Eating a diet rich in spices can reduce the body’s response to high fat meals.
A new study has tested the effects of culinary spices on markers of conditions such as heart disease.
The study, published in the Journal of Nutrition, tested the effects of a spicy meal on levels of insulin, triglycerides and antioxidant defences.
Professor Sheila West and her colleagues prepared meals on two separate days for six men between the ages of 30 and 65 who were overweight, but otherwise healthy. The researchers added two tablespoons of culinary spices to the test meal, which consisted of chicken curry, Italian herb bread, and a cinnamon biscuit. The spice mix used was a blend of rosemary, oregano, cinnamon, turmeric, black pepper, cloves, garlic powder and paprika.
The second ‘control’ meal was identical, except that spices were not included.
After each meal, the team drew blood from the participants every 30 minutes for three hours, measuring the effects of each meal on the body.
Compared with the unseasoned meal group, the spicy meal increased antioxidant activity in the blood by 13 percent and decreased insulin response by 21 percent. Blood triglycerides also decreased by 30 percent compared with the unseasoned meal group.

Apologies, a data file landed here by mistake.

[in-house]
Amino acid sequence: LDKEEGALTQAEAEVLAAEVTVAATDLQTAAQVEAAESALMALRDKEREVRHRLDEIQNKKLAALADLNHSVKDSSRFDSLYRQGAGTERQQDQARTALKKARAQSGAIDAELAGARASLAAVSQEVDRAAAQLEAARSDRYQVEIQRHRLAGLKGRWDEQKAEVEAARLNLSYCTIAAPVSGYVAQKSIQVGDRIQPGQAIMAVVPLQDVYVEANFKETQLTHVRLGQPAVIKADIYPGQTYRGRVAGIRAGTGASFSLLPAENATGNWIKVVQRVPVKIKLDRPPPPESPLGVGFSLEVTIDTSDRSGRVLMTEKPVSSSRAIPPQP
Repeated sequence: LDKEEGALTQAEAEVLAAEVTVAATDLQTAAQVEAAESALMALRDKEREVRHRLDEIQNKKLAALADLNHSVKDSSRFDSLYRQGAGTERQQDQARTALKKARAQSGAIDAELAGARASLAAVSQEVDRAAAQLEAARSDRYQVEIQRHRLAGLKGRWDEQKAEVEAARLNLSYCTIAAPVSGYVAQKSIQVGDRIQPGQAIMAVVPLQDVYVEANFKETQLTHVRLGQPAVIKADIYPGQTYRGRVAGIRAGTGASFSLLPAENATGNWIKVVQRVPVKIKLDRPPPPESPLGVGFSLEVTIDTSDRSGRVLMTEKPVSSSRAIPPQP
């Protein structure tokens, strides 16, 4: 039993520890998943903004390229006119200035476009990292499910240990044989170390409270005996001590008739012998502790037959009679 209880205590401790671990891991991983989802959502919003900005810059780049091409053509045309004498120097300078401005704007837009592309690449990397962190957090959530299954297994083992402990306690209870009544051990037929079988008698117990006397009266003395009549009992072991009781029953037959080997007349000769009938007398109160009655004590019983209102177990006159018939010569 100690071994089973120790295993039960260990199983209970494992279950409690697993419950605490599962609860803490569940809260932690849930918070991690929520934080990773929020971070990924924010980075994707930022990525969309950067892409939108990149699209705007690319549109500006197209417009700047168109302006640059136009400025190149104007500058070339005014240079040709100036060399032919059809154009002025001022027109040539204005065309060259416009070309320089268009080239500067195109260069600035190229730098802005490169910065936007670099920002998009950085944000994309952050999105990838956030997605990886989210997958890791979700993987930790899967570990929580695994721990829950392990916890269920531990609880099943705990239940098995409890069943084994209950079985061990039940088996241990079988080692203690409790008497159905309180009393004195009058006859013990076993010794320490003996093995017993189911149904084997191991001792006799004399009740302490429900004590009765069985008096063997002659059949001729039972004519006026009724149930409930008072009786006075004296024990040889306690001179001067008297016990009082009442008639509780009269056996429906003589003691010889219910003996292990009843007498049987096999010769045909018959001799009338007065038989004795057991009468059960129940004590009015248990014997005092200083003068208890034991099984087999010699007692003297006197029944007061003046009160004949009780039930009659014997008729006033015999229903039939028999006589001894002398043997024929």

“Normally, when you eat a high-fat meal, you end up with high levels of triglycerides, a type of fat, in your blood,” explains West. “If this happens too frequently, or if triglyceride levels are raised too much, your risk of heart disease is increased. We found that adding spices to a high-fat meal reduced triglyceride response by about 30 percent, compared to a similar meal with no spices added.”
This was a small, preliminary study, and further studies using a larger test group would help to clarify the results. West intends to conduct further research to find if smaller doses of spices exert similar benefits.
In the meantime, for those who enjoy cooking, adding culinary spices is a simple way to add ‘kick’ to your dishes, and may offer health benefits too.
The active components of ingredients such as garlic and turmeric are available in supplement form, which can be a convenient option. Those who enjoy spicy foods can try adding fresh, grated ginger to stirfries. Turmeric goes well with chicken, rice and vegetable dishes, while its vibrant colour really helps to lift a dish. Rosemary and oregano are great in Italian dishes, in stews or with roasted vegetables. Finally cinnamon can be added to your morning oatmeal for a sweet and healthy way to start your day.
Reference A. C. Skulas-Ray, P. M. Kris-Etherton, D. L. Teeter, C.-Y. O. Chen, J. P. Vanden Heuvel, S. G. West. A High Antioxidant Spice Blend Attenuates Postprandial Insulin and Triglyceride Responses and Increases Some Plasma Measures of Antioxidant Activity in Healthy, Overweight Men. Journal of Nutrition, 2011; 141 (8): 1451 DOI: 10.3945/jn.111.138966